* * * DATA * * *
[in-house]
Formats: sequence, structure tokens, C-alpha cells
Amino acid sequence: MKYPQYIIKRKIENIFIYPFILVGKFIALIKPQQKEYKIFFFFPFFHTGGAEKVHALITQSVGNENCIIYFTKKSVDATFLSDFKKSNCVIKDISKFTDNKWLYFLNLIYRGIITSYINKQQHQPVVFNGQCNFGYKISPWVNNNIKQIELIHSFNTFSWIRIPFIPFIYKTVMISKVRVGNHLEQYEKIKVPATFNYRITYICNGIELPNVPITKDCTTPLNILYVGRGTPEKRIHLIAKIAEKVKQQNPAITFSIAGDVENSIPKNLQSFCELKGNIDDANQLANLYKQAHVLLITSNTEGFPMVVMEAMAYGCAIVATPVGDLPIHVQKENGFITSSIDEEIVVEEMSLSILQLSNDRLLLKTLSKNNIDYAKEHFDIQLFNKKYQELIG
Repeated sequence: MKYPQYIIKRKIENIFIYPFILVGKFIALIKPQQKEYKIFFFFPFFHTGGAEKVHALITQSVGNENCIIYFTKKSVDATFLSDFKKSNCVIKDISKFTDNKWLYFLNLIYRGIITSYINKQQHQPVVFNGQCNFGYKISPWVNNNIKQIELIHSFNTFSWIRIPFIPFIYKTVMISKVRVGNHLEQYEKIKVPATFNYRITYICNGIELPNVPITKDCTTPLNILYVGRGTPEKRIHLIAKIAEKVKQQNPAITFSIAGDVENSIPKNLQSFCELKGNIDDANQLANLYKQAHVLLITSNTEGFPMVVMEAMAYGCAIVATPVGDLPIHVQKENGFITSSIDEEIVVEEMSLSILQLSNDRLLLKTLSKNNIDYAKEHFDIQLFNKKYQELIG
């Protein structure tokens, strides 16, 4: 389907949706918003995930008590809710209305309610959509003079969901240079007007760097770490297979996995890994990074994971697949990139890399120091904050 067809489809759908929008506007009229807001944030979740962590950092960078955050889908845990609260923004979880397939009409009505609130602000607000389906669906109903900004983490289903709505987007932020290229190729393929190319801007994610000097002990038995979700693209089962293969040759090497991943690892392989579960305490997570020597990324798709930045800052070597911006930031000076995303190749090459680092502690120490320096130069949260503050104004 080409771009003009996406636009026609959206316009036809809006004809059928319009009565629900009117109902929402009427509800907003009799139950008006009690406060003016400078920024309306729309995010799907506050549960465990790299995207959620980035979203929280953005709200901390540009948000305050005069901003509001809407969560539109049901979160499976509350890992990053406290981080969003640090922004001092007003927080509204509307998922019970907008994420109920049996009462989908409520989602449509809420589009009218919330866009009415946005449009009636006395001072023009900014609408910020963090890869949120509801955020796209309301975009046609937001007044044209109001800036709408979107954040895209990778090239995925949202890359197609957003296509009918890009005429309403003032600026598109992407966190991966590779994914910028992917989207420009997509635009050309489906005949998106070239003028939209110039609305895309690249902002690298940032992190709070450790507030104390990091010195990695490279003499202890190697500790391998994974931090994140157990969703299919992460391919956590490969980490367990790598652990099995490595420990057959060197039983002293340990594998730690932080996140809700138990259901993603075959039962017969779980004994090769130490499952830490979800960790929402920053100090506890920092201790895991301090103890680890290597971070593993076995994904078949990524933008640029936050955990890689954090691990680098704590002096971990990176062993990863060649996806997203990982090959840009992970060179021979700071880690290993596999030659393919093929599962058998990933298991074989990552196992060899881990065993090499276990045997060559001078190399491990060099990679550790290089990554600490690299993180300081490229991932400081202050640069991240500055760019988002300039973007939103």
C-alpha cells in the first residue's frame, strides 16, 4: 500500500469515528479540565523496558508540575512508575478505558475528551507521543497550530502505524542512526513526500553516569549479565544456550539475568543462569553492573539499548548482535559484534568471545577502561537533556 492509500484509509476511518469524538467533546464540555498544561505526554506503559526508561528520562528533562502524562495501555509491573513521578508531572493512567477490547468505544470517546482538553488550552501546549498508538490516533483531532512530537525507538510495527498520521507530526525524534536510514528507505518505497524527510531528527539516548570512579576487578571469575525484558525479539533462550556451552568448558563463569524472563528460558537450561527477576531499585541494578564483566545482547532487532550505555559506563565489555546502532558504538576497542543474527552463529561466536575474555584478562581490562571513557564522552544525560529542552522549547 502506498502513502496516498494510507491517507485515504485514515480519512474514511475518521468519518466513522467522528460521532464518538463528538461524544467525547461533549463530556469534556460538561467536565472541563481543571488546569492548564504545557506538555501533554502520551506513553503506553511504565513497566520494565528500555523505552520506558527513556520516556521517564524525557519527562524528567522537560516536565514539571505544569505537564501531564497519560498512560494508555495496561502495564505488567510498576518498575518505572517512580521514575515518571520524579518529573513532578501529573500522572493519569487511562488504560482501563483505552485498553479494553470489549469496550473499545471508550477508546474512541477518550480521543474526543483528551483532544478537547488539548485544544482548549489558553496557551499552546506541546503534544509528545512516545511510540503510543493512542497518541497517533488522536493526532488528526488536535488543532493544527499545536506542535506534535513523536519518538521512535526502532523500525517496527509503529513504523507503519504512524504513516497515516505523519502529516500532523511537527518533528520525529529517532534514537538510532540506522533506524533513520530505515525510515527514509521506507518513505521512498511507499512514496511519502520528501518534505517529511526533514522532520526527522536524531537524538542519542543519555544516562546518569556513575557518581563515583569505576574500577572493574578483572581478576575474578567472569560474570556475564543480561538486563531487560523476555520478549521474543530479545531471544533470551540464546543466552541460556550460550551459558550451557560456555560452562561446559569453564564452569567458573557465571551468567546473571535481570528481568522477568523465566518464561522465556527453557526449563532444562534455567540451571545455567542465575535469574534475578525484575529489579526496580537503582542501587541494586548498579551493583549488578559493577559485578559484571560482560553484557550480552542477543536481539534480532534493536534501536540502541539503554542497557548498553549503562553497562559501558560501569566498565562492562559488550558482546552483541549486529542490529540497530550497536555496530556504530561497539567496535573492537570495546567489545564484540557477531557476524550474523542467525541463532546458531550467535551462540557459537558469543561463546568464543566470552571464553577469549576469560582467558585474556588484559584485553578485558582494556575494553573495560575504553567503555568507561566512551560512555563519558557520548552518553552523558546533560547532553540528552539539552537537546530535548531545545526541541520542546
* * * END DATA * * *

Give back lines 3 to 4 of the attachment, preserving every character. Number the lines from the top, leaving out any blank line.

Amino acid sequence: MKYPQYIIKRKIENIFIYPFILVGKFIALIKPQQKEYKIFFFFPFFHTGGAEKVHALITQSVGNENCIIYFTKKSVDATFLSDFKKSNCVIKDISKFTDNKWLYFLNLIYRGIITSYINKQQHQPVVFNGQCNFGYKISPWVNNNIKQIELIHSFNTFSWIRIPFIPFIYKTVMISKVRVGNHLEQYEKIKVPATFNYRITYICNGIELPNVPITKDCTTPLNILYVGRGTPEKRIHLIAKIAEKVKQQNPAITFSIAGDVENSIPKNLQSFCELKGNIDDANQLANLYKQAHVLLITSNTEGFPMVVMEAMAYGCAIVATPVGDLPIHVQKENGFITSSIDEEIVVEEMSLSILQLSNDRLLLKTLSKNNIDYAKEHFDIQLFNKKYQELIG
Repeated sequence: MKYPQYIIKRKIENIFIYPFILVGKFIALIKPQQKEYKIFFFFPFFHTGGAEKVHALITQSVGNENCIIYFTKKSVDATFLSDFKKSNCVIKDISKFTDNKWLYFLNLIYRGIITSYINKQQHQPVVFNGQCNFGYKISPWVNNNIKQIELIHSFNTFSWIRIPFIPFIYKTVMISKVRVGNHLEQYEKIKVPATFNYRITYICNGIELPNVPITKDCTTPLNILYVGRGTPEKRIHLIAKIAEKVKQQNPAITFSIAGDVENSIPKNLQSFCELKGNIDDANQLANLYKQAHVLLITSNTEGFPMVVMEAMAYGCAIVATPVGDLPIHVQKENGFITSSIDEEIVVEEMSLSILQLSNDRLLLKTLSKNNIDYAKEHFDIQLFNKKYQELIG